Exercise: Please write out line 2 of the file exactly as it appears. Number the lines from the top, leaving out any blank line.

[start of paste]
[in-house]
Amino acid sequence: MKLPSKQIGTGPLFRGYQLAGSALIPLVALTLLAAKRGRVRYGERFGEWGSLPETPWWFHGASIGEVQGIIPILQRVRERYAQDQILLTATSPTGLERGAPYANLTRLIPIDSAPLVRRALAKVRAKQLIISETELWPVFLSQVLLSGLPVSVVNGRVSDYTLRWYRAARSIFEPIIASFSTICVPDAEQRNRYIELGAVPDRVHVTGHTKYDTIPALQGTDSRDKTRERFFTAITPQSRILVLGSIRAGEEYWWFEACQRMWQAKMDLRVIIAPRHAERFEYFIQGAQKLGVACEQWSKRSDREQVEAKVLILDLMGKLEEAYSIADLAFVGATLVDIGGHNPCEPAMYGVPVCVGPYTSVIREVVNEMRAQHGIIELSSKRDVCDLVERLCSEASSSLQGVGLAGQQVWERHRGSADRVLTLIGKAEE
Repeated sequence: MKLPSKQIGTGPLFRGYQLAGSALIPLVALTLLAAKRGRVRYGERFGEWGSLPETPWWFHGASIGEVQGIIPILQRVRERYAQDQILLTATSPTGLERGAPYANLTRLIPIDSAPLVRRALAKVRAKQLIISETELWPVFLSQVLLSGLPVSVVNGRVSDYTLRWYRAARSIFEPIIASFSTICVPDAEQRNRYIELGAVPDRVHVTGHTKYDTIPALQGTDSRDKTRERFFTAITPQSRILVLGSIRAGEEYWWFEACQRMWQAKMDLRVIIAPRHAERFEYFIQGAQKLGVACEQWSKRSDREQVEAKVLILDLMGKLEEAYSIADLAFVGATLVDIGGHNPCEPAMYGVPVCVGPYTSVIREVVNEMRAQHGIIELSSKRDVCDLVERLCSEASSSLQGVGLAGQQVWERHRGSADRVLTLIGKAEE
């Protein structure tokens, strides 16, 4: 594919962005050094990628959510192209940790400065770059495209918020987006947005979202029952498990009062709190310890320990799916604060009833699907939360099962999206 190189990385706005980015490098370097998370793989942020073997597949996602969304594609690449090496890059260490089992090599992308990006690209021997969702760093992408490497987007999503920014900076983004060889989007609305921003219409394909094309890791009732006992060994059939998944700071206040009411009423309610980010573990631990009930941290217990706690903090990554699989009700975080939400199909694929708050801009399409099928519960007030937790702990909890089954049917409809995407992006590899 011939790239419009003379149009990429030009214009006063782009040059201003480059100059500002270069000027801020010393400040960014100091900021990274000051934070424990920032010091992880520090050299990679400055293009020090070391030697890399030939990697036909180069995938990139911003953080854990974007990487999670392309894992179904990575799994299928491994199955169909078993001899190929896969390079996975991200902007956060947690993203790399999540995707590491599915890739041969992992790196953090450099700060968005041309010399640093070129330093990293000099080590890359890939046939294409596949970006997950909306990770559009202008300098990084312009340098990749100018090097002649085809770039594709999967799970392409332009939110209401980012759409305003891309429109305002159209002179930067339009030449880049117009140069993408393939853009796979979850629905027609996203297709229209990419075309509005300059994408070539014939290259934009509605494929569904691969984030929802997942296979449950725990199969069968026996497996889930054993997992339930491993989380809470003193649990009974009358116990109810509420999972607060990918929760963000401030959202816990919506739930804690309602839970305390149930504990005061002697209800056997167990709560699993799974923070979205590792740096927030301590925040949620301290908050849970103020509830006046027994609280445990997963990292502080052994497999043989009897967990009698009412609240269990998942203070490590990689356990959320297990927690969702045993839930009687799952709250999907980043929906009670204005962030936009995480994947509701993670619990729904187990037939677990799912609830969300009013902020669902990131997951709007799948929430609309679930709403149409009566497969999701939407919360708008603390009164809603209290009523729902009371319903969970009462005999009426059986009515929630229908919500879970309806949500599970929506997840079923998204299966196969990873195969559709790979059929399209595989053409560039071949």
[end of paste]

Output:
Amino acid sequence: MKLPSKQIGTGPLFRGYQLAGSALIPLVALTLLAAKRGRVRYGERFGEWGSLPETPWWFHGASIGEVQGIIPILQRVRERYAQDQILLTATSPTGLERGAPYANLTRLIPIDSAPLVRRALAKVRAKQLIISETELWPVFLSQVLLSGLPVSVVNGRVSDYTLRWYRAARSIFEPIIASFSTICVPDAEQRNRYIELGAVPDRVHVTGHTKYDTIPALQGTDSRDKTRERFFTAITPQSRILVLGSIRAGEEYWWFEACQRMWQAKMDLRVIIAPRHAERFEYFIQGAQKLGVACEQWSKRSDREQVEAKVLILDLMGKLEEAYSIADLAFVGATLVDIGGHNPCEPAMYGVPVCVGPYTSVIREVVNEMRAQHGIIELSSKRDVCDLVERLCSEASSSLQGVGLAGQQVWERHRGSADRVLTLIGKAEE